Should kids be playing Monopoly rather than Settlers of Catan during this economic crisis?

This Chicago Tribune article rehashes an argument I’ve written about before: a newer set of European games, epitomized by Settlers of Catan, allow all players to build and compete in a way that is quite different from classic American games like Monopoly or Risk where one players crushes the others. However, Monopoly defenders say the classic game may just be the perfect game for our troubled economic times:

Games like Monopoly and The Game of Life and upstarts such as Settlers of Catan come with powerful lessons about personal finance, experts say. Just don’t expect the experts to agree on which lessons are best.

University of Texas at Austin professor Daniel Hamermesh said he demonstrates in his introductory economics class the concept of diminishing returns through a Monopoly property deed…

The game [Settlers of Catan] involves a bit of nation-building. Players are settlers of a new land and trade for commodities like sheep and lumber as they build roads and towns, but no one is eliminated during play.

The whole idea irks Orbanes, who believes that the lessons of the traditional games — there is one and only one winner in the jungle — are being lost.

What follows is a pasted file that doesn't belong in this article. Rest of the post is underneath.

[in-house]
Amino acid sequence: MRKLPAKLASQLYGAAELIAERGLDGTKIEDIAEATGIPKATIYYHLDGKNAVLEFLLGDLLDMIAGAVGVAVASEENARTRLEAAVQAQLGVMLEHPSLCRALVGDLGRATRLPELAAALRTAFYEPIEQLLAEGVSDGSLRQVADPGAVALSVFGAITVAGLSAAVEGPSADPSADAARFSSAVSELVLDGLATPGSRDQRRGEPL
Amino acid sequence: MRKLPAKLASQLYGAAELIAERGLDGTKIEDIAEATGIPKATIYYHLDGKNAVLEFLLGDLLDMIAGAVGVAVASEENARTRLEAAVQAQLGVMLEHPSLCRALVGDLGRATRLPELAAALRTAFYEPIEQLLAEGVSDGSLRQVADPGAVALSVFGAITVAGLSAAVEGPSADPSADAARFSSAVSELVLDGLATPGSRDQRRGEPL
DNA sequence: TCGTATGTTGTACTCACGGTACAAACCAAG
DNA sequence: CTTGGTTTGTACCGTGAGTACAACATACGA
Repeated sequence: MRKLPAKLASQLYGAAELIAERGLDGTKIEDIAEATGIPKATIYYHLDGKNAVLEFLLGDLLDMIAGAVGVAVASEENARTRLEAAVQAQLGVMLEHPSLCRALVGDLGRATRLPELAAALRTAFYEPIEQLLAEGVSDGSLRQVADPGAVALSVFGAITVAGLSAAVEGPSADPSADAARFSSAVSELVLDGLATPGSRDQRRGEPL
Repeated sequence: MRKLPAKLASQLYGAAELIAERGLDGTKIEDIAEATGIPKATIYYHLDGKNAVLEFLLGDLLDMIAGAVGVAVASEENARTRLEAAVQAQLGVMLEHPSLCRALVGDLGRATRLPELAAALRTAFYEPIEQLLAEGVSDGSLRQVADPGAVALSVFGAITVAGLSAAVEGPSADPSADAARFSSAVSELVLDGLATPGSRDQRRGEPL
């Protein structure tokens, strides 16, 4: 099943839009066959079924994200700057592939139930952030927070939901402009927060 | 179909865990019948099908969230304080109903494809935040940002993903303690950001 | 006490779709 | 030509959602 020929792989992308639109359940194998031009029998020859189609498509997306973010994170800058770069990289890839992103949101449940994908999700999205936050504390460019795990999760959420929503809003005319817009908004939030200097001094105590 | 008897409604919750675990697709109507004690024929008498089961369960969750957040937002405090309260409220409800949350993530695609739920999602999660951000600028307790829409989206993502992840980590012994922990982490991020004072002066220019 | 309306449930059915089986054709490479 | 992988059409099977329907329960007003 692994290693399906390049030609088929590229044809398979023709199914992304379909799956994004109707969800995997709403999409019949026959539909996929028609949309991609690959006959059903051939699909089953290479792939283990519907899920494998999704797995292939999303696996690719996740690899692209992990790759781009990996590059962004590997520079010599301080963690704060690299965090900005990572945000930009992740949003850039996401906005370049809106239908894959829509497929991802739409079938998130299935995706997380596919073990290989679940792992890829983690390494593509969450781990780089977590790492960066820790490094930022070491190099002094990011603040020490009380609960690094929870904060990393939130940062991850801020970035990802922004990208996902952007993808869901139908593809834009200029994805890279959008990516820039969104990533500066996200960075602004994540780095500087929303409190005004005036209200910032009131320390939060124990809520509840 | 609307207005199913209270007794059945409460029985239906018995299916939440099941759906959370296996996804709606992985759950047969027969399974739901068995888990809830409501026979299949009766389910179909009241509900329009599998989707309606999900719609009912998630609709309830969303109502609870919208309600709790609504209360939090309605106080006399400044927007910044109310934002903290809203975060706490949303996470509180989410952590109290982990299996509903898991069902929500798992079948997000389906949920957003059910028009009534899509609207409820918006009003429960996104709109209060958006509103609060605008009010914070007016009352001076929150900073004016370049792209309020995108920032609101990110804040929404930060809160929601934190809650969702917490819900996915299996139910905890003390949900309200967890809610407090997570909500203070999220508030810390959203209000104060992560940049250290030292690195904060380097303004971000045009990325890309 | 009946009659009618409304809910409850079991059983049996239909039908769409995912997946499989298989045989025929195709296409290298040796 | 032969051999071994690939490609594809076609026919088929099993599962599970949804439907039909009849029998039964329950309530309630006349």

Here is a summary of Orbanes’ perspective: in a cutthroat world, game players, particularly younger children who are learning about how the world works, should practice being cutthroat. Games like Settlers of Catan are not realistic enough for an economic world where everyone does need to fight each other.

This all sounds to me like it could be another generational argument: the younger generations are too soft as they play games where “everyone is a winner.” It could also be that Orbanes thinks that a classic piece of Americana is being lost – Americans once flocked to Monopoly during the Great Depression but aren’t turning to it during this period. Or perhaps he is motivated by business: these European games are taking away market share from American games in a sector that has had some difficulty in recent years.

Regardless, he is right to suggest that games and play can teach kids and others about cultural values. This article hints at a larger cultural argument that we could have: should kids learn about teamwork or winning?